Vanderbilt Law Review

First Page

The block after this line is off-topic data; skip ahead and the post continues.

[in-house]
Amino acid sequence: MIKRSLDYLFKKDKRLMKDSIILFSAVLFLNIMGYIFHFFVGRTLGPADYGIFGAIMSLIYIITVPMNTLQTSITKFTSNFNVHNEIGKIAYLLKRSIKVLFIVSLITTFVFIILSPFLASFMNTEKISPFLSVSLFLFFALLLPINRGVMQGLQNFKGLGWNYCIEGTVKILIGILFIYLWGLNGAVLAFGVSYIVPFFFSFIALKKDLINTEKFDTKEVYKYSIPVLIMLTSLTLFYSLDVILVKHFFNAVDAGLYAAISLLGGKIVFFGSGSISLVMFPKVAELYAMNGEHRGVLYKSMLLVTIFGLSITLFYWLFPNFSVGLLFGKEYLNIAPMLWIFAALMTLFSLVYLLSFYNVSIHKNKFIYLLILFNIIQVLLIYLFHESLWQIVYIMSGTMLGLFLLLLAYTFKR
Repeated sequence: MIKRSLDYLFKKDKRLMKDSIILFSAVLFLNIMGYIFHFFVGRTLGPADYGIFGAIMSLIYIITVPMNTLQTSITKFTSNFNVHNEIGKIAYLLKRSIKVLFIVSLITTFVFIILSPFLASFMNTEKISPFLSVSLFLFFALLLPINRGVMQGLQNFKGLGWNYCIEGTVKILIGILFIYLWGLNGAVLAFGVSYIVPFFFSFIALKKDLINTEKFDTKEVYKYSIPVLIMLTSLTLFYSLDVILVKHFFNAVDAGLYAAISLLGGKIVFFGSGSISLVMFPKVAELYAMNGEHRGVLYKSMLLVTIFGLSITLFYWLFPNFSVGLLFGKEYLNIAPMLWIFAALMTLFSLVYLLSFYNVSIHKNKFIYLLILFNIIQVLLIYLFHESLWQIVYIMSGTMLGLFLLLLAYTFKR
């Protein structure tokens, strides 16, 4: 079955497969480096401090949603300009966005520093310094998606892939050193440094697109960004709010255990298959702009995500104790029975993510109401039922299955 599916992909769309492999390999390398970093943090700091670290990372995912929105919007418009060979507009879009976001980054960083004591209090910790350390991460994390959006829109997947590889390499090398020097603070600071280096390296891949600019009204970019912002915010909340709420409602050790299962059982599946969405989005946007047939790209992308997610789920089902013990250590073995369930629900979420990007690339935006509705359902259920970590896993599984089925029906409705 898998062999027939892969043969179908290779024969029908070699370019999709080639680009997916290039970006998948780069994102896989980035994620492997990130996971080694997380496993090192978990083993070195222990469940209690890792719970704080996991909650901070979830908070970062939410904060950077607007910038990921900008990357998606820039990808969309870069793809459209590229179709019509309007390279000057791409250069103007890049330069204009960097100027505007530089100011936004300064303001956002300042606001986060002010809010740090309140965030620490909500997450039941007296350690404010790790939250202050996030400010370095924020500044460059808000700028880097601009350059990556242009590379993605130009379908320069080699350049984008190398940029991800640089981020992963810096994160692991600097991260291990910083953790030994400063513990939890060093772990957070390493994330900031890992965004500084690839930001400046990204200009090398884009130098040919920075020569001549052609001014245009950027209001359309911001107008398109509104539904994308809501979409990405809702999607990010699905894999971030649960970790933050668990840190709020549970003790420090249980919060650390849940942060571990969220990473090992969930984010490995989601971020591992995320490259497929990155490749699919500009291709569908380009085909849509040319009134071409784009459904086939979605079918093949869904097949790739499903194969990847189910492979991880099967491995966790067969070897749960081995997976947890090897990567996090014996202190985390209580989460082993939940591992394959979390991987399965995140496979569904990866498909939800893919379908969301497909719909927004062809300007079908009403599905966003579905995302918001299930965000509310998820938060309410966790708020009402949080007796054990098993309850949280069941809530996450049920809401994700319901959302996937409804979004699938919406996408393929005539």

The fourteenth amendment's prohibition that "no state shall deny to any person within its jurisdiction the equal protection of the laws has long been held to require not only that each person be afforded a "fair" administration of state statutory commands, but also that the laws themselves be "equal."' This requirement of equal laws, however, has not been interpreted to mean that statutes must apply uniformly to all persons; rather the courts have held that legislatures may fashion laws that affect separate classes of persons unequally, as long as the classifi- cations involved are reasonable. While this judicial standard of reasonableness recognizes that differences in fact may properly be reflected by differences in law, it requires similar treatment for those who are similarly situated with respect to the purpose of the legislative enactment. Since classifications calculated to advance only constitutionally unacceptable objectives are not "reasonable," the traditional judicial test for determining whether state legislative action' violates the equal protection clause is whether the action that treats some persons differently from others bears a reasonable relation to a permissible state purpose.